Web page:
While we can’t confidently predict what technological disruption will look like, we can draw on the region’s existing research and knowledge economy successes to support SMEs and the workforce to prepare for it and to build resilience.
The key elements of our approach:
- Adopt a mission-orientated approach that encourages both economic growth and innovative solutions to ‘grand challenges’ that include health and wellbeing; the impact of AI & Data; and sustainability and resilience.
- Build into all aspects of our approach an emphasis on inclusive innovation – ensuring that our approach addresses inequalities and contributes to ‘levelling up’.
- Support a collaborative partnership model to drive co-investment and collaboration across industry, academia and government.
- Build on those key industry clusters in the Belfast region that demonstrate the potential for global excellence in innovation and research – particularly in FinTech, life and health sciences and green tech.
- Create investment instruments that can respond with flexibility and agility to emerging opportunities and support long-term digital, research and innovation investment. This £55 million package is likely to be a mix of equity funding, loans, and grants to nurture the best of our innovative SMEs. A ‘problem-solving toolbox’ will also be designed to attract SME and university research innovation to address public policy issues associated with our grand challenges.
- Establish a £39 million Infrastructure Enabling Fund to support the development of a Belfast Smart District and a regional testbed network through investment in enabling infrastructure and world-class digital connectivity.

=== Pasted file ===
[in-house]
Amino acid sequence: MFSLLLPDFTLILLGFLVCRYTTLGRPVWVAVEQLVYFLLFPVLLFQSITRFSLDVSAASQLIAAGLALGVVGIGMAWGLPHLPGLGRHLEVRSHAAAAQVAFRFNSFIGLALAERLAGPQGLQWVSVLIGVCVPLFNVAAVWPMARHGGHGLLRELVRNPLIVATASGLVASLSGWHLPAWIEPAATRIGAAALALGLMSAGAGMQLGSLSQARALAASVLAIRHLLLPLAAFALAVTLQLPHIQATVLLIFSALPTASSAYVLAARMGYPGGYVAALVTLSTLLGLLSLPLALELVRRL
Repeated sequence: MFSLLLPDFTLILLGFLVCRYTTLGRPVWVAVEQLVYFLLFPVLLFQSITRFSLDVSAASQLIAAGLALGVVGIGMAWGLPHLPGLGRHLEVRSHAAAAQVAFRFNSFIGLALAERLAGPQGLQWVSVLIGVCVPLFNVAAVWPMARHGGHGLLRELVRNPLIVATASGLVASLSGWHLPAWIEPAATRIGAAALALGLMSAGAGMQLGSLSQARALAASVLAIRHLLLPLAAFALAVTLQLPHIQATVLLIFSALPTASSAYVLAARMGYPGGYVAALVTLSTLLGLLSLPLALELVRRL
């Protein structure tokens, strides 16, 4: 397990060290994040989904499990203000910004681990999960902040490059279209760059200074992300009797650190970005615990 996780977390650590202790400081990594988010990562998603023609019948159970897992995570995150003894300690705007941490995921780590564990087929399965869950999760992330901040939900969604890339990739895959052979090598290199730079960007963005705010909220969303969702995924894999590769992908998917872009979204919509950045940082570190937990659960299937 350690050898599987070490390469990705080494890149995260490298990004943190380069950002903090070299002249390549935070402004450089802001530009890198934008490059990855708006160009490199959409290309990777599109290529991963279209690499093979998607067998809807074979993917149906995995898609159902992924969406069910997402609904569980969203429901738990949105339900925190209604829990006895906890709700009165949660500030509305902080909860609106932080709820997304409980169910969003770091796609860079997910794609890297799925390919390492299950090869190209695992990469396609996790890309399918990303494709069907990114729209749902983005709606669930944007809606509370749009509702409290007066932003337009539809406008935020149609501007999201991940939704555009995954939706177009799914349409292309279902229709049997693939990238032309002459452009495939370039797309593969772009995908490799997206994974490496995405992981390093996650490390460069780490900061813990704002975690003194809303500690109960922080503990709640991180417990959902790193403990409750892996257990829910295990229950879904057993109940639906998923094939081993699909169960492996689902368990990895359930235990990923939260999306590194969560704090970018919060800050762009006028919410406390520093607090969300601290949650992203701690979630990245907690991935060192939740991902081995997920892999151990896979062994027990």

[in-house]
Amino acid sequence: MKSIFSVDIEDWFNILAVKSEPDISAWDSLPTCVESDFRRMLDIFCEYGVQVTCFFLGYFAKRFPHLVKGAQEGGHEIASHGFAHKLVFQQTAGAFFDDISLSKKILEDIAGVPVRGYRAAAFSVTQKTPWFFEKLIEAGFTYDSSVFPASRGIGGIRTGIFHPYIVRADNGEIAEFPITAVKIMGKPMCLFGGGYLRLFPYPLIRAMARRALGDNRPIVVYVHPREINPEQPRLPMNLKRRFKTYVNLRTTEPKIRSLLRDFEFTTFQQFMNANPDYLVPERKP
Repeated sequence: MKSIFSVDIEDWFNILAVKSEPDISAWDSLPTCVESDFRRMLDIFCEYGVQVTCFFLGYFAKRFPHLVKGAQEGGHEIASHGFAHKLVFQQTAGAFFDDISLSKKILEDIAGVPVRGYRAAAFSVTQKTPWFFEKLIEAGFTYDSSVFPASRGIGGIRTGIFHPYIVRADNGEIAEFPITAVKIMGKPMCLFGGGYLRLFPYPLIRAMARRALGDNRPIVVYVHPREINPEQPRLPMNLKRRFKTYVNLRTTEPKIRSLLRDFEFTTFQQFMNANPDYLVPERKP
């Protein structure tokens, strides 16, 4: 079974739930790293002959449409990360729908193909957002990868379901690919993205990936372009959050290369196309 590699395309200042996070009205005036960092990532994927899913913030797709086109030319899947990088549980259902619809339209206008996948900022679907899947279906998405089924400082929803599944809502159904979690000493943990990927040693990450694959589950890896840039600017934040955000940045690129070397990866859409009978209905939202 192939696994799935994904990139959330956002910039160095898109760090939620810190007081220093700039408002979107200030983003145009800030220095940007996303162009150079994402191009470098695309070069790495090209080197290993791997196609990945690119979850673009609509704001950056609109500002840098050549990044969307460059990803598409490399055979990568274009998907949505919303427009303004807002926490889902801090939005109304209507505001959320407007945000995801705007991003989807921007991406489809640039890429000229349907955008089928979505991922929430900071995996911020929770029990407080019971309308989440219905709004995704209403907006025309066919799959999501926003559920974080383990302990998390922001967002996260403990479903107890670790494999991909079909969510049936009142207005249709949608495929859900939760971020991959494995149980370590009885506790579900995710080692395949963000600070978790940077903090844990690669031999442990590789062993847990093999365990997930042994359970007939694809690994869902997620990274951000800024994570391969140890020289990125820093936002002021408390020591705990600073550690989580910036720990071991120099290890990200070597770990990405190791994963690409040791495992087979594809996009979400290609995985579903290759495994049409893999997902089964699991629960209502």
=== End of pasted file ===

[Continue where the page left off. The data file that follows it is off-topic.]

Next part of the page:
- Establish a network of Regional Innovation Hubs to ensure diffusion of innovation and skills throughout the region, which further build on regional strengths in key sectors such as advanced manufacturing and creative industries.
I am particularly excited by the opportunities represented by the five Innovation centres of excellence being developed by Queen’s University and Ulster University. We are designing the digital pillar so that we can build upon the world-class research of these centres to accelerate innovation within existing companies and also to foster exciting new businesses and cluster growth. But I also see the centres as unique resources in equipping the city in tackling the wider challenges that we face as a society.
Over the coming months, we will work with our partners in the Northern Ireland Government to confirm our final approach. Our aim is then to work towards the launch our first funding programme in the following year.
The Belfast Region City Deal offers a once-in-a-generation opportunity to make carefully tailored digital investments that will support the region in harnessing the many economic opportunities to grow businesses, create jobs, foster inclusion, and bring world-class innovation to the challenges of the coming decade.
It's a big deal for digital innovation.